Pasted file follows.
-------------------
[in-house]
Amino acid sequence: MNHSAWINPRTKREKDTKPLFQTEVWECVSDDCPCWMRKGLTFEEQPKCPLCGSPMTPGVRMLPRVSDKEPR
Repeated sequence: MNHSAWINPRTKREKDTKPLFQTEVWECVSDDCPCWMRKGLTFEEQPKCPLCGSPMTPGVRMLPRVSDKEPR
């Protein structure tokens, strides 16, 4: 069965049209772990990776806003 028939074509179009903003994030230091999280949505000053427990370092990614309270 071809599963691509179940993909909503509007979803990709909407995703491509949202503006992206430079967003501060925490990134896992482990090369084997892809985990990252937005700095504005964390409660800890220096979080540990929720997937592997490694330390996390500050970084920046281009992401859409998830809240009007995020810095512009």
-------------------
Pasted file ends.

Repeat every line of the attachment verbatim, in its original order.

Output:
[in-house]
Amino acid sequence: MNHSAWINPRTKREKDTKPLFQTEVWECVSDDCPCWMRKGLTFEEQPKCPLCGSPMTPGVRMLPRVSDKEPR
Repeated sequence: MNHSAWINPRTKREKDTKPLFQTEVWECVSDDCPCWMRKGLTFEEQPKCPLCGSPMTPGVRMLPRVSDKEPR
């Protein structure tokens, strides 16, 4: 069965049209772990990776806003 028939074509179009903003994030230091999280949505000053427990370092990614309270 071809599963691509179940993909909503509007979803990709909407995703491509949202503006992206430079967003501060925490990134896992482990090369084997892809985990990252937005700095504005964390409660800890220096979080540990929720997937592997490694330390996390500050970084920046281009992401859409998830809240009007995020810095512009």